So far so good. But unconditional positive regard somehow leaked out into the public consciousness and became an expectation of parents, spouses, friends, family members, and all who work with the public. Whatever a person does, they should be met with the warm solidity of a relationship that is supportive without any conditions whatsoever. Those who fail to provide this nurturing blanket are simply not living up to their responsibilities as humans in relationship.

There’s just one problem.

Unconditional positive regard is a myth.

It doesn’t exist, not even in therapists. It is a stance. A role. Not a reality.

The truth is, none of us are able to manage truly unconditional positive regard for anyone – not a customer, not a stressed-out spouse, not an innocent infant relentlessly throwing food on the floor, not a faultlessly dementing parent asking the same question again and again. Certainly not for a rebellious teenager in a rage about being insufficiently “validated.”

We might strive to maintain our equanimity, to remind ourselves that the infant is learning about cause and effect, the parent honestly does not recall asking the question four times in a row, the adolescent exists within a toxic hormonal soup of confusion and fear. But we do not entirely succeed and we never will.

Like emulating the Buddha, or Christ, or the religious leader of your choice, unconditional positive regard is an admirable goal. But if we actually expect it of ourselves, or believe that others have easily mastered what seems so impossible for us, then it becomes a tool for guilt.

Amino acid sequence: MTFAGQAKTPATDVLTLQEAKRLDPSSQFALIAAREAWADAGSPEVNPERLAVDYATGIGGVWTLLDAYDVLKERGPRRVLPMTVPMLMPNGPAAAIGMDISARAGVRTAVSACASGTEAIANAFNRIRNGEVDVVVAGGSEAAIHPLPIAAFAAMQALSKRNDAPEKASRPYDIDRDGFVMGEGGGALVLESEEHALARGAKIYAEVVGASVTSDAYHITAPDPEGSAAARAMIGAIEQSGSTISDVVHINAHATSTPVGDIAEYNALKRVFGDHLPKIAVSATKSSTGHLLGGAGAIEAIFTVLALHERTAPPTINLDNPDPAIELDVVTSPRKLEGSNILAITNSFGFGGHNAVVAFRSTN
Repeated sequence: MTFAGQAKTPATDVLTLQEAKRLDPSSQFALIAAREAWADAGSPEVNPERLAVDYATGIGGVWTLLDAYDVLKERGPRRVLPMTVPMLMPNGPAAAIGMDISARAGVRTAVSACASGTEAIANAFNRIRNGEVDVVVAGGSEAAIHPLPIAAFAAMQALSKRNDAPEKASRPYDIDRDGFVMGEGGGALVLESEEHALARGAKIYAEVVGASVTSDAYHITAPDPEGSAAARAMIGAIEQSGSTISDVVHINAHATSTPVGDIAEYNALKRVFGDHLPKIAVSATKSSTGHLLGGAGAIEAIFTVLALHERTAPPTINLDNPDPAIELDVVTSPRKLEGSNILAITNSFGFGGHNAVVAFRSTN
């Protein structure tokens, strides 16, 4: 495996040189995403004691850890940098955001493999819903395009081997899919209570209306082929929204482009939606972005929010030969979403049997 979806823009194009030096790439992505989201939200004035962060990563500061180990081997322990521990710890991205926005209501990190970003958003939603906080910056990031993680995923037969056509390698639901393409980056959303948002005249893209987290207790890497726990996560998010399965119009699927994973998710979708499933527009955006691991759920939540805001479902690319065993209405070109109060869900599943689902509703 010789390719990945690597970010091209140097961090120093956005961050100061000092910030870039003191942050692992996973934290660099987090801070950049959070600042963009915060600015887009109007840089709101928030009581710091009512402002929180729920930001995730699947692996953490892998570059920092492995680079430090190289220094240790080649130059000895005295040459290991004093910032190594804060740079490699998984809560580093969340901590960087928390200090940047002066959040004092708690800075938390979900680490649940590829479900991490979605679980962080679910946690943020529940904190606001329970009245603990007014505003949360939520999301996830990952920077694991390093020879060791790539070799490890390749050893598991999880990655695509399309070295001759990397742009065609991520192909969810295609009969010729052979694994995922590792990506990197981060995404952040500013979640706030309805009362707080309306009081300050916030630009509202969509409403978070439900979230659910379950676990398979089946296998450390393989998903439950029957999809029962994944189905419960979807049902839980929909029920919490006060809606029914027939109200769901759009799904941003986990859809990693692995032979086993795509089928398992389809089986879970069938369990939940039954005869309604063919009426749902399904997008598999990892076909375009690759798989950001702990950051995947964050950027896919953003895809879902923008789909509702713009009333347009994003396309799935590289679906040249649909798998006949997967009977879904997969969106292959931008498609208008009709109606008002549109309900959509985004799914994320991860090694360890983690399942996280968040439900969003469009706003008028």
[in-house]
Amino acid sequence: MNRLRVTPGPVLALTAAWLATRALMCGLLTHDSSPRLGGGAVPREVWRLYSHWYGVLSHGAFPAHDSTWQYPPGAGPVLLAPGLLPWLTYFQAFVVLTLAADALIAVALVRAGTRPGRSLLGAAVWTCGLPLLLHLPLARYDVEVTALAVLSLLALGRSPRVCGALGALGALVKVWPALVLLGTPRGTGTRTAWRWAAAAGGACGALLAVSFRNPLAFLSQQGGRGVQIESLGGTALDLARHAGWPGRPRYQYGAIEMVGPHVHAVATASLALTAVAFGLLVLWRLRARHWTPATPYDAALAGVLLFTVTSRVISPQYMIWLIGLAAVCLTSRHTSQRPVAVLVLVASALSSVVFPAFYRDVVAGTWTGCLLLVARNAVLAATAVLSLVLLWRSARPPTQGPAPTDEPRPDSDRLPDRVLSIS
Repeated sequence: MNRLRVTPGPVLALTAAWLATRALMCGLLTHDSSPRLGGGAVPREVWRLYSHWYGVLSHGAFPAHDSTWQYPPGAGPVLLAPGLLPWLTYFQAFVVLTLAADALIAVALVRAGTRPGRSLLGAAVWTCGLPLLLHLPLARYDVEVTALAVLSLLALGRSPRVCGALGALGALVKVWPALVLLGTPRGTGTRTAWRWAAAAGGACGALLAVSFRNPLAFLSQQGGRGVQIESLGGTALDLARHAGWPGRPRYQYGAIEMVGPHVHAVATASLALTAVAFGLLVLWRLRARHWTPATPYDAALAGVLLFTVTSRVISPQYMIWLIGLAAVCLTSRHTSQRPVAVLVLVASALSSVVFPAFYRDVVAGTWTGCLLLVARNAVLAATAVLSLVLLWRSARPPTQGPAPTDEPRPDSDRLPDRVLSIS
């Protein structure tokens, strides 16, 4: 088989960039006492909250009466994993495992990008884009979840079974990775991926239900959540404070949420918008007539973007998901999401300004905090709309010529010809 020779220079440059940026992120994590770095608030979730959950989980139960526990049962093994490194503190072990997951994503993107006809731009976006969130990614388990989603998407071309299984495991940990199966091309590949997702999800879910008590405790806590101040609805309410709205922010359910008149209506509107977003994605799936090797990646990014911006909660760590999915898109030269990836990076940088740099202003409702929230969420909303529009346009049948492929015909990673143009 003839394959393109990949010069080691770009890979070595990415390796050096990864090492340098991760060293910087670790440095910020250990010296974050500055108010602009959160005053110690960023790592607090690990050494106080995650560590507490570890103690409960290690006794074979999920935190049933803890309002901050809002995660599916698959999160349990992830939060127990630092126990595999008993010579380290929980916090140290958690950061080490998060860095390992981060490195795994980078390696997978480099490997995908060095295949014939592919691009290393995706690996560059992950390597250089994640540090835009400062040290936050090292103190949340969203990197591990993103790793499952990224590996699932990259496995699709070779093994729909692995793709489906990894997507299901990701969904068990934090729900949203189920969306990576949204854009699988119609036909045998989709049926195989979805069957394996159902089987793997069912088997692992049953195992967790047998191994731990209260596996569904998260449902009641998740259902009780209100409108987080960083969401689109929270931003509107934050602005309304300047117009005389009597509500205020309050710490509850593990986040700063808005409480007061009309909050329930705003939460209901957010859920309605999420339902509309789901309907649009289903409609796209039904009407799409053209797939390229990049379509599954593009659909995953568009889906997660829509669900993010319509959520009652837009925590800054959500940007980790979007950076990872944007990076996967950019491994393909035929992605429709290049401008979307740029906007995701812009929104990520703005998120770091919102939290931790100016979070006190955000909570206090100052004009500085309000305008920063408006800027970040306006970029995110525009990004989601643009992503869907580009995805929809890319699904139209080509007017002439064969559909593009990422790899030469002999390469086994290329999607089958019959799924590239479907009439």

And because the term has been bandied about so much in the public discourse, people have naturally come to expect unconditional positive regard from others. From their parents. From their siblings. From their friends. From their (God help us) spouses. And it has come full circle. Clients now arrive in therapists’ offices describing the trauma of not having been loved unconditionally by others.

Perhaps it is up to therapists, who carelessly unleashed this beast upon the world, to speak up and slay it. We need to remind the world of the truth.

There is no unconditional positive regard. You will never fully succeed in providing this, and you will never receive it. From anyone. And you shouldn’t. Feedback from others is part of what helps us to modulate our own behaviour. Positive regard from others, without any conditions whatsoever, is the desire of our own narcissism, not of our inner adult. If we snap at our spouses, put them down when they speak, ignore their achievements, rant at will, and generally misbehave, we cannot expect that their fondness for us will remain undiminished and unflickering.

Even new parents do not feel unconditional positive regard for their offspring. They are usually able to tolerate much more than they would of another adult, or perhaps of someone else’s child, but they will, inevitably, have moments of wishing they could just be alone for ten minutes, of thinking that perhaps they would have been better childless.

If we, or our clients, are searching for that all-forgiving breast, that provider of unwavering support no matter what we do, the mission of adulthood is to accept that we will not find it, not to carry out the search with an air of firm entitlement. Because we are not entitled to unconditional positive regard. And if you don’t believe that, then believe this: Even if you are entitled to it, you will never find it. If you think you have: You’re kidding yourself.

Tolerance, kindness, understanding, and, yes, unconditional positive regard are admirable aspirations.  But that last is just that: An aspiration. Not a reality. It takes time, but we can eventually get used to it.